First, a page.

Cards stacked against Dems in midterms
WASHINGTON — Eighteen days before the midterm elections, President Obama and the Democrats face an outraged electorate that is turning into a perfect political storm.
The stock market is in a nosedive, slashing worker 401(k) retirement accounts that further threaten a weak, job-challenged economy. Anemic economic data, including a decline in retail sales — which accounts for one-third of all consumer spending — has forced economists to lower their forecasts for economic growth.
If all this weren’t bad enough, the Obama administration announced Wednesday that the government added nearly $700 billion in new deficit spending to a monster national debt that now stands at $17.8 trillion.
This followed growing fears over two new Ebola cases and increasing questions about whether the administration was adequately responding to the disease’s outbreak in the U.S., or asleep at the switch. Federal health care officials were summoned to Capitol Hill to explain how two quarantine nurses could be infected by the disease and why more wasn’t being done to protect hospital personnel.
All of this is taking place at a time when the U.S. is caught up in a growing war against a far more dangerous terrorist threat that’s on the brink of entering Baghdad in Iraq, and seizing much of Syria, too.
Meanwhile, Russia shows little or no substantive signs of backing away from its continuing efforts to seize still more territory in Eastern Ukraine, whose economy was said to be “choking under Russian pressure.”
Europe’s economy is in a recession, raising additional fears here of a global economic crisis that will only further weaken an underperforming U.S. economy.
All of this is reaching critical mass as new political data shows the Democrats have fallen to their lowest point in the polls in the last 30 years.
According to a nationwide Washington Post-ABC News poll taken between Oct. 9-12, only 39 percent of respondents now have a favorable impression of the Democrats, compared to 51 percent who view them unfavorably.
Obama is at the lowest approval-ratings point of his presidency, as well. A 51 percent majority disapprove of the way he’s “handling his job as president.” Only 40 percent approve.
The Gallup Poll reported similar findings this week: Only 40 percent approved of the job he’s been doing, versus 55 percent who disapproved.
And it appears that these voters intend to demonstrate their displeasure by voting for the Republicans. Asked who they planned to vote for on Election Day, just 43 percent said the Democrats, while 50 percent said the GOP candidates.
It is almost impossible to overstate the gloom that now permeates America’s electorate and has given both Wall Street and Main Street a deeply pessimistic mood.
A “fear gauge” compiled this week by the Chicago Board Options Exchange Volatility Index, which charts investor apprehension, recorded one of its highest fear levels since the summer of 2012.
On the Ebola front, despite Obama’s assurances that the possibility of a serious outbreak is “extraordinarily low,” the cases of two stricken nurses in a Dallas hospital have had a rippling effect across the country and in the economy.
Lawmakers were calling for the resignation of Centers for Disease Control and Prevention Director Tom Frieden and for a travel ban for all nonmilitary passengers and medical personnel flying from the West African countries where the Ebola outbreak is ongoing. Airline stocks have been hit hard because of fears that passengers could be exposed to the deadly virus. About 200 airline cabin cleaners at New York’s LaGuardia Airport did not report for work last week because they said they hadn’t been given adequate protection.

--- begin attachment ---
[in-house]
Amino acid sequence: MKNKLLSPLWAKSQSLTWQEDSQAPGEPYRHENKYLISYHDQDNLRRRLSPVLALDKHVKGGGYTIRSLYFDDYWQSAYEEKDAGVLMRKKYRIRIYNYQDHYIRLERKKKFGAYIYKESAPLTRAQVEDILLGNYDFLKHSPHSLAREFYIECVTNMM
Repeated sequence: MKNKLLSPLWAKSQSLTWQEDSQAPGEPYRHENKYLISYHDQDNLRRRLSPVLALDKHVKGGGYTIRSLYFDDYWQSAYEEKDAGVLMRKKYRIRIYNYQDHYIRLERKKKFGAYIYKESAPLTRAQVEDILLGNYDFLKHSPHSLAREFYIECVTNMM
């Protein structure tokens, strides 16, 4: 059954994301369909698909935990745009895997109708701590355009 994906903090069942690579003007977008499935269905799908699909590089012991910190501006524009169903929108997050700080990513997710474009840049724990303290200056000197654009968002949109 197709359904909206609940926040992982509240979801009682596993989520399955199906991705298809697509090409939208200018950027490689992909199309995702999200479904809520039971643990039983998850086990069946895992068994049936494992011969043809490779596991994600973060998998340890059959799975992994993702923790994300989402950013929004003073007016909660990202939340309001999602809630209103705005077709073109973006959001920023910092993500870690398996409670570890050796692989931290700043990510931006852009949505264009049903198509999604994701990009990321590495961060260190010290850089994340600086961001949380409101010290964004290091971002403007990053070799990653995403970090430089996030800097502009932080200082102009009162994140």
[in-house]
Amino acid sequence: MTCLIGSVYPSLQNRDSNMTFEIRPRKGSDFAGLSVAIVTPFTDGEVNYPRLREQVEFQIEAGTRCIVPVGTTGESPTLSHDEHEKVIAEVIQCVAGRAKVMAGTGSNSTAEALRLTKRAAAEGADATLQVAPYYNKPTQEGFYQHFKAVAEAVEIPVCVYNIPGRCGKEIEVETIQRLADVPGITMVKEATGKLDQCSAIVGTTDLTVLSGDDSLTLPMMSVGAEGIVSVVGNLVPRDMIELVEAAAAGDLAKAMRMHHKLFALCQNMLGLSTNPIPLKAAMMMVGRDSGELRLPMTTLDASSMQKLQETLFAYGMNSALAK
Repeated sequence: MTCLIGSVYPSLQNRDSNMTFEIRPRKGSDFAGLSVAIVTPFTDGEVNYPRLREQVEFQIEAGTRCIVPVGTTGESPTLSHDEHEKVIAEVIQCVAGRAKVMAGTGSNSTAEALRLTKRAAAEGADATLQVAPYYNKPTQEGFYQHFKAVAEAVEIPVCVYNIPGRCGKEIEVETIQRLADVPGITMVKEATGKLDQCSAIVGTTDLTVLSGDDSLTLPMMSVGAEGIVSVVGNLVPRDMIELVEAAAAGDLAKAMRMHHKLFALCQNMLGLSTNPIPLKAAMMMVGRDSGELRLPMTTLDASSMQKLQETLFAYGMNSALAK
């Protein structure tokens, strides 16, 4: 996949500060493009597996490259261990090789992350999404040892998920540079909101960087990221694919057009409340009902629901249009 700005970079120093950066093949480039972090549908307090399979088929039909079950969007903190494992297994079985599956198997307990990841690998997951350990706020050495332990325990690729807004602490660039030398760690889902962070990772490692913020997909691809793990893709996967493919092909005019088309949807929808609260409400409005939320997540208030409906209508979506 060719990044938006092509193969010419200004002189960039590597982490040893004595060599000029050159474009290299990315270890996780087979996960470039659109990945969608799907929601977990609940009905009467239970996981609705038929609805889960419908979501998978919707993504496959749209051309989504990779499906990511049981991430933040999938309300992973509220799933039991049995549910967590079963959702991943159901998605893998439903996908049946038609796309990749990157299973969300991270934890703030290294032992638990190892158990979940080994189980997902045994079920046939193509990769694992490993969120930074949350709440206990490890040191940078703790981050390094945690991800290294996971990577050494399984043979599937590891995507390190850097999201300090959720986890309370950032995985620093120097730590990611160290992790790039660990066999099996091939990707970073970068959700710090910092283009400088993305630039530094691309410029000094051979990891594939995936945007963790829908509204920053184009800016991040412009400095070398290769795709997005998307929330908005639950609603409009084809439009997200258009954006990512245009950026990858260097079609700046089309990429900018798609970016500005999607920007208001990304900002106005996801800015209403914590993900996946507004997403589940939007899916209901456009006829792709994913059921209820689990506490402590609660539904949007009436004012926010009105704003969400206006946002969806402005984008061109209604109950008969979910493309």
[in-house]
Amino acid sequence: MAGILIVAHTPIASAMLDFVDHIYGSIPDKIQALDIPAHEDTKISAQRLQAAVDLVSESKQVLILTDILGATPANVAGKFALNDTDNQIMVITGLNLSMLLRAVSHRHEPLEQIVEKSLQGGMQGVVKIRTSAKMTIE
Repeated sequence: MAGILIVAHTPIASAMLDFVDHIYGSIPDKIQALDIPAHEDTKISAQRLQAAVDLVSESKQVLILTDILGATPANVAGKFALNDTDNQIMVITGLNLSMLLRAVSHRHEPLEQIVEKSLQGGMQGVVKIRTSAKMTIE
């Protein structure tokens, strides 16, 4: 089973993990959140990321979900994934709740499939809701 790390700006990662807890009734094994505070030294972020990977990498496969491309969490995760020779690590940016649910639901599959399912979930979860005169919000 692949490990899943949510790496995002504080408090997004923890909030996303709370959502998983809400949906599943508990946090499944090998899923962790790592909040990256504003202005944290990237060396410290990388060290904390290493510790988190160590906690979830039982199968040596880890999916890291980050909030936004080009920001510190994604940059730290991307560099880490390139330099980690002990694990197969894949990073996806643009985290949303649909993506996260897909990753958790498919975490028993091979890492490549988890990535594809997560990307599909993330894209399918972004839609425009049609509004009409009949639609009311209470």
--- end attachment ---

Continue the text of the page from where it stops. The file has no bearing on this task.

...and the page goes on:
The Ebola threat was serious enough for Obama to suddenly cancel a fundraising campaign trip and meet with his chief health advisers, lest it appear that he wasn’t on top of the situation.
Whether or not there are new Ebola cases, the crisis has triggered a deeper level of uncertainty in a fragile and uneven economy that is still struggling to climb out of its lethargy in the sixth year of Obama’s troubled presidency.
A decline in retail sales, a weak housing market, a still-shrinking labor force, and little or no growth in wages are bad enough. But things could get worse if the Ebola threat causes consumers to stay home more, cancel trips, avoid restaurants and movie theaters, and cut back on shopping. Then the economic angst could cause voters to turn their full fury against the party of Harry Reid and Nancy Pelosi in the voting booth, expressing their anger in the only way they can.
The Democrats are heading into the final weeks of this election with the political cards stacked against them, and they know it.
The Post-ABC poll found that two-thirds of the voters now say the country is going in the wrong direction. And six out of 10 Americans say Obama doesn’t have a clear plan to govern.
He has similarly dismal polls on dealing with the Islamic State. Several weeks ago, the job he was doing gave him a 6 point net gain. Now, that has dropped by 16 points.
Other polls have found that a majority of the electorate thinks the GOP can do a much better job on the economy, restraining spending and balancing the budget.
Gallup’s daily economic surveys this week found that 41 percent of Americans say they’re “struggling.” Another 5 percent say they’re “suffering,” and 13 percent say they are under “stress.”
A big factor in next month’s congressional elections will be voter turnout, and this is where Republicans, who are far more motivated to vote than the Democrats, have a stronger hand to play.
“Seventy-seven percent of Republicans say they are certain to vote, compared with 63 percent of Democrats,” the Post reported Thursday.
This could be another “wave” election, a lot like the one in 2010 when the GOP took over the House and stopped Obama’s agenda dead in its tracks. Stay tuned.